sports-authority

PHOTO: The Williamson County Sports Authority gathers for the first meeting inside the Williamson County Administrative Complex/ Photo by Brooke Wanser

By BROOKE WANSER

At the first Williamson County Sports Authority meeting, local business leaders again heard the results from a sports feasibility study conducted in 2016, while discussing how to take steps towards building a county sports facility.

The authority, created by the county during a commission meeting in November 2017, processes recommendations and helps advise the county’s growing interest in youth sports.

Rob Hunden, of Hunden Strategic Partners based in Chicago, presented a sports feasibility study his group conducted. The study detailed the county’s assets, like central location and culture, while suggesting possible plans for a multi-million dollar sports complex.

Williamson County Convention and Visitors Bureau President and Chief Executive Officer Ellie Westman Chin has spearheaded the effort to bring more youth sports to the county. This effort was initiated after owners put A-Game Sportsplex in Franklin on the market and removed the facility’s ice rinks.

According to the presentation, A-Game’s initial closure in early 2016 led to the displacement of 32 sporting events and more than 17,000 room nights lost in the county alone.

Westman Chin said 117 sporting events had been lost in the county between 2014 to 2016.

The tourist draw, along with the construction of five new hotels last year, and seven more to come in the next 16 months, has put the county in the prime location to be a sporting destination

With current county parks like Jim Warren Park and the Williamson County Soccer Complex, tournaments, Hunden said, are “virtually impossible.”

The tournament market is becoming competitive, with most mid-size cities trying to get in on the business, though Hunden said many have struggled. He suggested using Grand Park Sports Campus in suburban Indianapolis as a reference point for a future park.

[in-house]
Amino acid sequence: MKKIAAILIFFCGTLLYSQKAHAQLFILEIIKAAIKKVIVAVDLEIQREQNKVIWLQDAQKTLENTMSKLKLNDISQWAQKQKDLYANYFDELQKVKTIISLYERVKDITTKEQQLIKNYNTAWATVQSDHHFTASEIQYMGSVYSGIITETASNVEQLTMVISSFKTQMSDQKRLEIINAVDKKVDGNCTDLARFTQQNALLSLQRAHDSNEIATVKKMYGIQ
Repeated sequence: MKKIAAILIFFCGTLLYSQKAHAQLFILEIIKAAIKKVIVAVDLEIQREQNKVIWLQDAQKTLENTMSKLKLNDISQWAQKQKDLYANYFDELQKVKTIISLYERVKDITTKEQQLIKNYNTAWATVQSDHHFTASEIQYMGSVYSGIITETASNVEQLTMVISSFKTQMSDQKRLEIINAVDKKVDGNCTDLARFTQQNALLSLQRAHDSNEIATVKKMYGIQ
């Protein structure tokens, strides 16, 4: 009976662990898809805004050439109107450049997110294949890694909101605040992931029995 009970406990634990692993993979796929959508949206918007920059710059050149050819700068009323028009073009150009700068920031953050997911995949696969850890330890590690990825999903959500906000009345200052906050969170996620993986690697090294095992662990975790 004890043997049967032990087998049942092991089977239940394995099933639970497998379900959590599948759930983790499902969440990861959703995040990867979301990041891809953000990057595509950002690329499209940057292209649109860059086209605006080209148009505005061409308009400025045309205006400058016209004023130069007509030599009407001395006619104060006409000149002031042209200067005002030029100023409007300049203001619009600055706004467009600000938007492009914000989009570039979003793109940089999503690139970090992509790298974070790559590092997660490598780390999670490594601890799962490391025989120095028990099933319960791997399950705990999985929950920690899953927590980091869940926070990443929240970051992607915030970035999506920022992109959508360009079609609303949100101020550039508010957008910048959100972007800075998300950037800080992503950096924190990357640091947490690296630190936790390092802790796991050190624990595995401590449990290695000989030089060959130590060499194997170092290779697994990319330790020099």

Hunden’s presentation included a 24-field, 12 baseball diamond sports complex, with 3,600 parking spaces. The complex would total $61 million, though he suggested building in phases, and to start with an indoor facility.

Though there are some specialty venues in surrounding areas, like a baseball facility in Hoover, Alabama, Hunden said there were no large, multifunctional venues like the one proposed.

Richard Herrington, the chair of the organization and chair and Chief Executive Officer of Franklin Synergy Bank, asked a question for the room.

“We see the potential, we see all the pluses, how do we do it?” he asked.

Hunden said that was up to the committee to decide the best path forward, but he recommended diving into business planning.

Chin and county Mayor Rogers Anderson have advocated for public-private partnership model in the past.

“Tell us what you need us to do,” Anderson said at the meeting.

“We see what needs to be done, but we’re struggling with how to get there,” Herrington said.

“Today, we have zero dollars, and for us to do something, it’s going to take some dollars. This is exciting, but when we start trying to put things together… I’m struggling with the next step,” he said.

At the meeting’s conclusion, the group voted to apply for 501(c)3 status, which will allow them to give potential donors a nominal tax break.

  • Richard Herrington, six-year term: Chairman and CEO of Franklin Synergy Bank
  • Stephen Smith, six-year term: Chairman of the Board of Haury & Smith Contractors. Inc.
  • Larry Westbrook, six-year term: Attorney, partner at Steltemeier & Westbrook, PLLC
  • Jack Elder, four-year term
  • Willis Johnson, four-year term: Founder of Copart Inc. and tech company Takl, Inc.
  • Sarah Hardee, four-year term: CPA and audit partner with Patterson, Hardee & Ballentine
  • Gary Cooper, two-year term: Senior Vice President and Principal-in-Charge of Skanska USA Building, Inc.
  • Benjamin Wynd, two-year term: Partner at Smiley Certified Public Accountants

The next Sports Authority meeting will be at  11:30 a.m. at the Williamson County Administrative Complex on Monday, Feb. 26.